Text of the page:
Thursday, June 13, 2024

Get To Know Your Dough With These Mini Cannabis Pizzas

One of the most ubiquitous foods associated with cannabis is pizza. From the Teenage Mutant Ninja Turtles to Jeff Spicoli, the stereotypical smoker is also a big time pizza eater. In New York, pizza is just a part of life, so if you tried to use pizza consumption as a marker for cannabis use, you would have an estimated 1.6 million per day. What’s better than pizza? These mini cannabis pizzas!

Pizza is part of my blood, and now being Italian and actually being an anthropomorphized pizza is a meme, which makes perfect sense. Pizza is only just over a hundred years old, and it was carted over through the Seaport same as my paternal Neapolitan ancestors, where it has become one of the most famous foods in the world, not just Italy and New York, or amongst cannabis users.

Having tried some of our legendary shops’ frozen offerings, I was sorely disappointed. Though an Artichoke Basille’s slice fulfills a specific need for carbs and cheese that’s coded into my DNA, their frozen pie was abhorrent, just like most frozen pizzas I’ve tasted with these bonafides. Take my advice, you can do better, and you’ll have pizza for tonight, and a few left over for days when you’re desperate. By shaping eight pizzas out of one dough ball, you’re getting the added bonus of working on your developing pizza skills that only the few and the proud possess.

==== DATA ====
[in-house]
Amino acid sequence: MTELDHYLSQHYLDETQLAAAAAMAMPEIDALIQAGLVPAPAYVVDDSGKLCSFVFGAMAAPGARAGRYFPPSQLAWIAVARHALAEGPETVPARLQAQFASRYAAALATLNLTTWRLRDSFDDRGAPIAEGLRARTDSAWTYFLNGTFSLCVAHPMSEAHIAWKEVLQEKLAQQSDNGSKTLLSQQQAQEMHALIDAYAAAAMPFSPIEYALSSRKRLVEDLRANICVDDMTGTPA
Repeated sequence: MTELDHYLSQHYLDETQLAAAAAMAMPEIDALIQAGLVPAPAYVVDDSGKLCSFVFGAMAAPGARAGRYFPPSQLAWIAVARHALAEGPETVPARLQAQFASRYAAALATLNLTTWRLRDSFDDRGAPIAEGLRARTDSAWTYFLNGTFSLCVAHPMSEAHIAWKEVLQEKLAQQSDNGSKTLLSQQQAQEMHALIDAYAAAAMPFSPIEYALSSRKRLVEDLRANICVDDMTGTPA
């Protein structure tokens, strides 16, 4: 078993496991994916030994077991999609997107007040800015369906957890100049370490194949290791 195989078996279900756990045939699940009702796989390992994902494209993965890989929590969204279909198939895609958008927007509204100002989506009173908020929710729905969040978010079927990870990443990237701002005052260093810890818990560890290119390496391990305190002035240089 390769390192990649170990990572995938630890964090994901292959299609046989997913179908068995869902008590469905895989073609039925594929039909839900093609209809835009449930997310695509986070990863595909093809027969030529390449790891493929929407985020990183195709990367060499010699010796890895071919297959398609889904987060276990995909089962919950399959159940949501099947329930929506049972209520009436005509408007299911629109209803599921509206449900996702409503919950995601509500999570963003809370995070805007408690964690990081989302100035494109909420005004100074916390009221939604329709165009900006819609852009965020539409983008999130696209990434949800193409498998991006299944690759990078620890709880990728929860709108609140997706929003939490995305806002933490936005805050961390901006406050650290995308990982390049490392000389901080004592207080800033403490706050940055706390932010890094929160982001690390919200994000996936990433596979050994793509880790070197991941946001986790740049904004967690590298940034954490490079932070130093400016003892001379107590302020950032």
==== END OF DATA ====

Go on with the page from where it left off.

Photos by Danielle Guercio

Make Ahead Mini Pizzas

Danielle Guercio 2010

Yields 8 6-inch pizzas with 10mg THC per serving


  • 1 cup warm water
  • 2 Tbsp extra virgin olive oil
  • 1 tsp sugar
  • 1 tsp salt
  • 3 cups flour
  • 1 Tbsp yeast (active)
Photos by Danielle Guercio


  • 1 can crushed tomatoes
  • ½ oz extra virgin olive oil
  • ½ oz cannabis infused oil*
  • 6 cloves garlic, minced
  • A few slices of onion
  • Salt to taste
  • A pinch of sugar
  • Pepper to taste
  • Pecorino or Italian cheese rind (optional)

Other supplies:

  • Mozzarella cheese
  • Olive oil for drizzling
  • Parchment paper
  • Freezer bag or container
  • Silpat (optional)
Photos by Danielle Guercio

Start with the dough. You can do this the day before if you want to eat pizza faster around dinner time. I use a bread machine to knead dough, which you can sub with a stand mixer or dough blade with a food processor. The bread machine not only kneads the dough, but it allows the yeast to activate and gives you the first rise, knocking out a few of the steps for you. If you’re not using a machine, allow yeast, water, sugar, salt, and oil to proof in a bowl for 5 minutes until you see lots of air bubbles. Then you can gently mix in the flour and knead until it forms a ball. Allow to rise for 60 minutes.

Photos by Danielle Guercio

After the first proof, gently punch down and divide the dough into small balls, you can make 2 large pizzas or 8 small pizzas with this recipe.

Photos by Danielle Guercio

Form into balls by gently working the edges underneath the mass, lightly tucking them inwards. Allow these to rise for 30-40 minutes with a towel or greased/floured sheet of plastic to protect them.

Photos by Danielle Guercio